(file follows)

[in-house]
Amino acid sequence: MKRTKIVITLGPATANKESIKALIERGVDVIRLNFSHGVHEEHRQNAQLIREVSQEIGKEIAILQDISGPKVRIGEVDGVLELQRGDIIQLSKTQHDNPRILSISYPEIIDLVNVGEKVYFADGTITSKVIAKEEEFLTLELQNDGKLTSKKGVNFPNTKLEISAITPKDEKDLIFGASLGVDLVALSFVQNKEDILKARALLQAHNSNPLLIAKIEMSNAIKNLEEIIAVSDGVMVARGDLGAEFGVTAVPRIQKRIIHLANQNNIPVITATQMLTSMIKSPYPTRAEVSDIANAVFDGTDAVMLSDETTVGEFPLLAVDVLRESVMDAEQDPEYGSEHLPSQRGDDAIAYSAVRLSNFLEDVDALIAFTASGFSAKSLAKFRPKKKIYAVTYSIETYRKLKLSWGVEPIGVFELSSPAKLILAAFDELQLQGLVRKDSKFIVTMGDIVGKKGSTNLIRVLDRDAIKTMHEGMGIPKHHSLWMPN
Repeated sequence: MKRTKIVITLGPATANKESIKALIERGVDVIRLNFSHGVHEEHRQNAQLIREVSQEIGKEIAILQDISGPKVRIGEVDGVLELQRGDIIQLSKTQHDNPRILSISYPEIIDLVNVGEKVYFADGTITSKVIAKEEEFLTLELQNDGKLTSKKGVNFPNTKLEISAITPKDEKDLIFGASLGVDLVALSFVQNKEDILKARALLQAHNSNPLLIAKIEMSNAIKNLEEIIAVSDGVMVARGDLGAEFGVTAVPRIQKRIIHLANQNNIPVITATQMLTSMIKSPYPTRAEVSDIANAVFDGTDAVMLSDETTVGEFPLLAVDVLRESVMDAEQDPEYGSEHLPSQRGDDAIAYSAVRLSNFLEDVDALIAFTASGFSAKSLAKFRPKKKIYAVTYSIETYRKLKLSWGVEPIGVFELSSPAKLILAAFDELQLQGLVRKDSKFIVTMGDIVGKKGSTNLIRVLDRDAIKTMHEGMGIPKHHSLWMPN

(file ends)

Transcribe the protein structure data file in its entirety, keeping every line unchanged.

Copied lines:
[in-house]
Amino acid sequence: MKRTKIVITLGPATANKESIKALIERGVDVIRLNFSHGVHEEHRQNAQLIREVSQEIGKEIAILQDISGPKVRIGEVDGVLELQRGDIIQLSKTQHDNPRILSISYPEIIDLVNVGEKVYFADGTITSKVIAKEEEFLTLELQNDGKLTSKKGVNFPNTKLEISAITPKDEKDLIFGASLGVDLVALSFVQNKEDILKARALLQAHNSNPLLIAKIEMSNAIKNLEEIIAVSDGVMVARGDLGAEFGVTAVPRIQKRIIHLANQNNIPVITATQMLTSMIKSPYPTRAEVSDIANAVFDGTDAVMLSDETTVGEFPLLAVDVLRESVMDAEQDPEYGSEHLPSQRGDDAIAYSAVRLSNFLEDVDALIAFTASGFSAKSLAKFRPKKKIYAVTYSIETYRKLKLSWGVEPIGVFELSSPAKLILAAFDELQLQGLVRKDSKFIVTMGDIVGKKGSTNLIRVLDRDAIKTMHEGMGIPKHHSLWMPN
Repeated sequence: MKRTKIVITLGPATANKESIKALIERGVDVIRLNFSHGVHEEHRQNAQLIREVSQEIGKEIAILQDISGPKVRIGEVDGVLELQRGDIIQLSKTQHDNPRILSISYPEIIDLVNVGEKVYFADGTITSKVIAKEEEFLTLELQNDGKLTSKKGVNFPNTKLEISAITPKDEKDLIFGASLGVDLVALSFVQNKEDILKARALLQAHNSNPLLIAKIEMSNAIKNLEEIIAVSDGVMVARGDLGAEFGVTAVPRIQKRIIHLANQNNIPVITATQMLTSMIKSPYPTRAEVSDIANAVFDGTDAVMLSDETTVGEFPLLAVDVLRESVMDAEQDPEYGSEHLPSQRGDDAIAYSAVRLSNFLEDVDALIAFTASGFSAKSLAKFRPKKKIYAVTYSIETYRKLKLSWGVEPIGVFELSSPAKLILAAFDELQLQGLVRKDSKFIVTMGDIVGKKGSTNLIRVLDRDAIKTMHEGMGIPKHHSLWMPN